Intimate Life 2022

7 main sexually transmitted infectionsíç&otyloids (STDs)

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7 main sexually transmitted infectionsíç&otyloids (STDs)
7 main sexually transmitted infectionsíç&otyloids (STDs)
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Sexually transmitted infections, which were previously known as STDs, such as gonorrhea or AIDS, can arise when having sex without a condom, whether through intimate vaginal, anal or oral contact, affecting men and women equally of all ages.

The chances of catching a sexually transmitted infection are higher when, in addition to not using a condom, you have multiple partners or have relationships with unknown people.

Generally, these infections cause symptoms that affect the genitals, such as pain, redness, small sores, discharge, swelling, difficulty urinating or pain during sexual intercourse and, to identify the correct disease, it is necessary to go to the gynecologist or urologist, to carry out specific tests.

1. Chlamydia

Chlamydia can cause symptoms such as thick, yellowish discharge, redness of the genitals, pain in the pelvis and during intimate contact, but in many cases the disease causes no symptoms and the infection goes unnoticed.

The illness, which is caused by bacteria, can be caused by unprotected intimate contact or through sharing sex toys, for example.

How to treat: Usually, treatment is done with antibiotics such as Azithromycin or Doxycycline. Learn more about chlamydia.

2. Gonorrhea

Gonorrhea is a bacterial disease, also known as hot flashes, which can occur in both men and women and is transmitted through unprotected intimate contact or sharing sex toys.

The bacteria can cause painful urination, yellowish pus-like discharge, vaginal bleeding outside of menstruation, abdominal pain, red balls in the mouth or pain during intimate contact, for example.

How to treat: the treatment should be done with the use of Ceftriaxone and Azithromycin, according to the doctor's recommendation, and, if not done, it can affect the joints and blood, which may endanger life.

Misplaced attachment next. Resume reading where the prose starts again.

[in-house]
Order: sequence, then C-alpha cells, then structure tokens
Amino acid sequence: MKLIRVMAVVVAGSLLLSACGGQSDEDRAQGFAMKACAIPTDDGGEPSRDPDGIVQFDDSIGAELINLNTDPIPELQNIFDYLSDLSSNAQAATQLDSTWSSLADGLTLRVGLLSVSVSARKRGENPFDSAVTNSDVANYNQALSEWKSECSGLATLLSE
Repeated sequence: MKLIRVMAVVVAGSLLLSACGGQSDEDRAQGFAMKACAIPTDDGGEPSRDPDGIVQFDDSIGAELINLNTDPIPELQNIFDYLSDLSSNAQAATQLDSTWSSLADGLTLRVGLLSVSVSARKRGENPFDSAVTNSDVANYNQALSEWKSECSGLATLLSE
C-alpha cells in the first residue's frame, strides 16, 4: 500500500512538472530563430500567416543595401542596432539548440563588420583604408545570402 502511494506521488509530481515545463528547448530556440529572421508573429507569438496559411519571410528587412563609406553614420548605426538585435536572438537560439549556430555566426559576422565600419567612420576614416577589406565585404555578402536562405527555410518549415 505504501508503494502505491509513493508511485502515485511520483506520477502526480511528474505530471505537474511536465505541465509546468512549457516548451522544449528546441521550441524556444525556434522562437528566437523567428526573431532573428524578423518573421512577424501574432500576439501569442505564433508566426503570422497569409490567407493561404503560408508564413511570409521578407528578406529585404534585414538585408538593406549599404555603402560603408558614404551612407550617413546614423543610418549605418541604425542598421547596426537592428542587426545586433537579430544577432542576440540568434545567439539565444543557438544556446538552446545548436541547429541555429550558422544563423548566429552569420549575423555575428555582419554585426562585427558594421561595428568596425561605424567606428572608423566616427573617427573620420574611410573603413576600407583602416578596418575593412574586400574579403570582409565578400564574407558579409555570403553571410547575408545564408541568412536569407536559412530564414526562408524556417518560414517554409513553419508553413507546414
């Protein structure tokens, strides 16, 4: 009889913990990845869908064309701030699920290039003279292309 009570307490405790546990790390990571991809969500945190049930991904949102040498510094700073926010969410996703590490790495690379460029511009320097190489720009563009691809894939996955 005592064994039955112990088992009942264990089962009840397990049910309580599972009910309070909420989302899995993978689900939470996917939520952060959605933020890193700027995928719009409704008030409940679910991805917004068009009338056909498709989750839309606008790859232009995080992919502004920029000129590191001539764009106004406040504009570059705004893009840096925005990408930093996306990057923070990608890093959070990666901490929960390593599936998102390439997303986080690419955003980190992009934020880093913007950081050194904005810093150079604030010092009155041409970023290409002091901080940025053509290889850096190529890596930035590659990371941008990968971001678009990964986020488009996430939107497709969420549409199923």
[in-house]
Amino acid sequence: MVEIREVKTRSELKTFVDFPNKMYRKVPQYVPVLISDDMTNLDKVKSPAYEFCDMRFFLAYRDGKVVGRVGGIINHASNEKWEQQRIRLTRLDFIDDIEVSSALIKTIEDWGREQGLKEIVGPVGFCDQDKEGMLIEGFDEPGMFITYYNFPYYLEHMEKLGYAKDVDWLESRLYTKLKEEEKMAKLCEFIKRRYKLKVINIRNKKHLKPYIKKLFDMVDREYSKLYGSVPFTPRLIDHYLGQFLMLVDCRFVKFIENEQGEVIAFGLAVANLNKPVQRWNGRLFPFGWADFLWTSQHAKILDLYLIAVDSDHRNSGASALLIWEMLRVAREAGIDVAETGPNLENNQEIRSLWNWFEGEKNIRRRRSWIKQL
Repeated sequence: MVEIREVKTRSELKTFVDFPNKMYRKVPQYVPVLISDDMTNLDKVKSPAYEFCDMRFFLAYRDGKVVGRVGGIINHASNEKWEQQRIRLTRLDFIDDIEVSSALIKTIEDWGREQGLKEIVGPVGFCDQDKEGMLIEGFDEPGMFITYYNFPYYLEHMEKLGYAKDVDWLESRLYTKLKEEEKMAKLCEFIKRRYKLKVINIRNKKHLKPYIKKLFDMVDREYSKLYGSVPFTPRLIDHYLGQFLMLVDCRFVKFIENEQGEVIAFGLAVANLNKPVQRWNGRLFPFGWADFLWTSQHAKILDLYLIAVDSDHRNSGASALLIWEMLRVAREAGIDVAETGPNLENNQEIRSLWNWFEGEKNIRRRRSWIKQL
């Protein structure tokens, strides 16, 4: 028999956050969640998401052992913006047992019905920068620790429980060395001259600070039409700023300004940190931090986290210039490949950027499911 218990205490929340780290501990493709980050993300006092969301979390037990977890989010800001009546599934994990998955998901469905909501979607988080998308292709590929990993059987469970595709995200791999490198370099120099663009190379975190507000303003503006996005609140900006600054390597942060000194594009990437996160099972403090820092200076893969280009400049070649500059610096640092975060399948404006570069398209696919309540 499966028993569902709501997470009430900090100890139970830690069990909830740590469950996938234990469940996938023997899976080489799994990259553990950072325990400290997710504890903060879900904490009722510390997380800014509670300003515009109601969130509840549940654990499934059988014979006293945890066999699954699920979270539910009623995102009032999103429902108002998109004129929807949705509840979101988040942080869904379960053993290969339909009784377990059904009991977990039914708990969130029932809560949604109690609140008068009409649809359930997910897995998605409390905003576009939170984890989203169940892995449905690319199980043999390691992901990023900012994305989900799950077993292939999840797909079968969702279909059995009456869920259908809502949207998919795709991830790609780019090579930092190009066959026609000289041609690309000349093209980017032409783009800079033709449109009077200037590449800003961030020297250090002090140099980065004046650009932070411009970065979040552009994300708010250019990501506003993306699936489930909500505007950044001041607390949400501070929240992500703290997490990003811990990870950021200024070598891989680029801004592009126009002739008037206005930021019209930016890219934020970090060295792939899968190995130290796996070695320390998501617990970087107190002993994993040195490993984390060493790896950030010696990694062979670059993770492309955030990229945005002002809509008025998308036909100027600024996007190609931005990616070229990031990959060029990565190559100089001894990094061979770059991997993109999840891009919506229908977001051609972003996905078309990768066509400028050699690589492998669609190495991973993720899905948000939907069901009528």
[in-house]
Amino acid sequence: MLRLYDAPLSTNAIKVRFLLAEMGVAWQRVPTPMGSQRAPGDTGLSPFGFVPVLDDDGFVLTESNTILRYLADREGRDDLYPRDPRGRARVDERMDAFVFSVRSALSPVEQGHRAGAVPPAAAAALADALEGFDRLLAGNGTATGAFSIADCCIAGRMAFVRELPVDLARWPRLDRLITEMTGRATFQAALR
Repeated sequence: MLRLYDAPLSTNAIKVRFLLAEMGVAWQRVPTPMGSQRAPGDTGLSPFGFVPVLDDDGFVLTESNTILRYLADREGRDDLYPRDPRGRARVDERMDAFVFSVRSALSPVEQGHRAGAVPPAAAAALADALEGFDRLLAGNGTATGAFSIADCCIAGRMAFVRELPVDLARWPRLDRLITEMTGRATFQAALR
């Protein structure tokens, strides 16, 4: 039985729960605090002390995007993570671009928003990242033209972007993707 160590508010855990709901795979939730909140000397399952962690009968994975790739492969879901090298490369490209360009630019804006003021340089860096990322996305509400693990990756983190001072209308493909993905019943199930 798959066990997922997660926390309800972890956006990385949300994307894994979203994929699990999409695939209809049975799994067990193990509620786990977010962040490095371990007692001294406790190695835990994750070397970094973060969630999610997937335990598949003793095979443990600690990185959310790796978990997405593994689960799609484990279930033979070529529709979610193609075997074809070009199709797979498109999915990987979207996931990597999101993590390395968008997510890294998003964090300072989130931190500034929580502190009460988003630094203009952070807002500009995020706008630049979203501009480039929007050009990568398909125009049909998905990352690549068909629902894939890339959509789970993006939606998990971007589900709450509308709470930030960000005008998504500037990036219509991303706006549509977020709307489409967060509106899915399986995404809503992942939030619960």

3. HPV - Genital Warts

This infection is caused by the human papilloma virus (HPV), which leads to the growth of lesions on the skin of Organs genitals of men or women that can be smooth or rough in texture, color that varies with skin tone and they do not cause pain but are contagious.

How to treat: Genital warts have no cure, as the HPV virus remains dormant in the body, but there is treatment with the application of ointments such as Aldara or Wartec on the warts. Crises can arise due to excessive alcohol consumption, high tiredness and stress, for example.

Learn how to make sitz baths to complement treatment for genital warts.

4. Genital herpes

Genital herpes is an easily transmitted disease, caused by the genital herpes virus and causes small red bumps on the skin very close to each other, containing a liquid rich in virus, yellowish in color and with redness around that causes itching, mainly affecting the thighs, anus and genitals. In addition, they can cause fever and pain when urinating and discharge in the case of women. Know all the symptoms that genital herpes can cause.

How to treat: treatment should be done with drugs such as Acyclovir, Valaciclovir or Famciclovir, helping to reduce the discomfort caused by the symptoms, as the infection has no cure and the symptoms can take up to 20 days to disappear. Learn about other natural strategies to complement the treatment for genital herpes.